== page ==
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Snake Teela

Masters of the Universe
by yo go re

When Cartoon Network was showing the Mike Young Productions He-Man cartoon back in 2002, they didn't really treat it with much respect. It changed timeslots repeatedly, and got pre-empted for crappy movies. I recently had the opportunity to watch all three two one and a half seasons (thanks to a great sale on the dvds), and was pretty pissed that the show didn't run longer than it did.

The evil King Hssss uses an ancient artifact to transform Teela into a snake woman! Only He-Man and the Masters of the Universe can save her and stop King Hssss and the Snakemen from conquering all of Eternia!

The first season was 26 episodes, and the second was just 13. Episode 8 of the second season, "Second Skin," featured King Hiss retrieving the Serpent's Ring from the Sea of Rakash and using it on Chief Carnivus and the people of Felis Folia. The cartoon featured a lot of fakey made-up Tolkien names like that. The Serpent's Ring turns mammals into Snake Men, by the way, and Teela's not the only one who got zapped: Man-At-Arms and Mekaneck take a hit, too, but Teela's the only one who got a toy. This was a 2004 ToyFare exclusive, much like Faker, and also much like Faker, it sold out quickly.

Snake Teela is sold in the typical kind of box Mattel's exclusives all had: mostly square, but with angled corners on the top. Its green graphics match the trade dress on the 2003/04 "vs. Snake Men" packages, with serpentine scales and a large snake curling up one side.

Teela herself rests in a tray with her weapons around her, and that tray is in turn held by a carboard insert that's just covered with diamond-shaped scales. All that is inside a white mailer box with black lettering identifying the figure inside. Simple but effective.

This figure is, from top to bottom, the same sculpt as the regular Teela, so don't expect any surprises there. She's 6" tall despite her wide-legged pose, and moves at the neck, shoulders, wrists, waist and hips. The shoulders and hips are swivel/hinge joints, but everything else is just a swivel. Say what you will about the ugly MOTU Classics toys, at least they have articulation. The leafy motif of Teela's costume has a lot of detail, despite this mold being eight years old by now - the Four Horsemen really were pushing things forward when they did this line, weren't they?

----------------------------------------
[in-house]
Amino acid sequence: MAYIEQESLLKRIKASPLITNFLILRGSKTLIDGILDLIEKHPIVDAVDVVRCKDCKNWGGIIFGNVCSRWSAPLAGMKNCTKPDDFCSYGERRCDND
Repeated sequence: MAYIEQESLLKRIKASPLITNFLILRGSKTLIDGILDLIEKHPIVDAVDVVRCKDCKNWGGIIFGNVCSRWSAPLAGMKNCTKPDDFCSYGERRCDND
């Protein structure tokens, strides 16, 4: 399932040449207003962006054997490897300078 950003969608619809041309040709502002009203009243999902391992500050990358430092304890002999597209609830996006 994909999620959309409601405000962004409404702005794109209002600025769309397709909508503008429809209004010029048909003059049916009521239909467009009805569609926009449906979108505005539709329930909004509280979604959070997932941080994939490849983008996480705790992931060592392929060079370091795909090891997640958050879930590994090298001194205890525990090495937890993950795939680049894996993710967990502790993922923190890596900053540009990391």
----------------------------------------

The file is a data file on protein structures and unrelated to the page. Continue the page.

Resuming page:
Since the sculpt is unchanged, it falls to the paint to give us the "snake" in "Snake Teela." Rather than pink skin, the majority of the figure has been molded in a pale green plastic. She then has scales painted on the surface, with shadows and highlights to give the illusion of depth. It really is quite well done, in all honesty. You can look right at her and not see through the illusion. A yellow section runs up the insides of her thighs and all the way up to her throat, and the face has red eyes and wee little fangs. Adorably ophidian! The bronze on her armor seems darker, as well - closer to red than yellow.

Snake Teela gets green versions of the standard release's accessories: a sword, a snake-headed staff, and a small shield. The staff and the shield are both a single solid color, while the sword gets a yellowish paint app on the blade and a magenta jem on the hilt. The sword can be stored across her back, and just as with all the 2002 MOTU figures, it points toward her left.

I never bothered with the MOTU ToyFare exclusives, mainly because of the ToyWiz factor. Watching the 2002 cartoon made me want Snake Teela, and luckily, she's not too hard to pick up now. She hasn't held her (over-inflated) value the way Faker has, so you can get her for a fair price. If you want to complete your Snake army, she's a must-have.

-- 02/15/10


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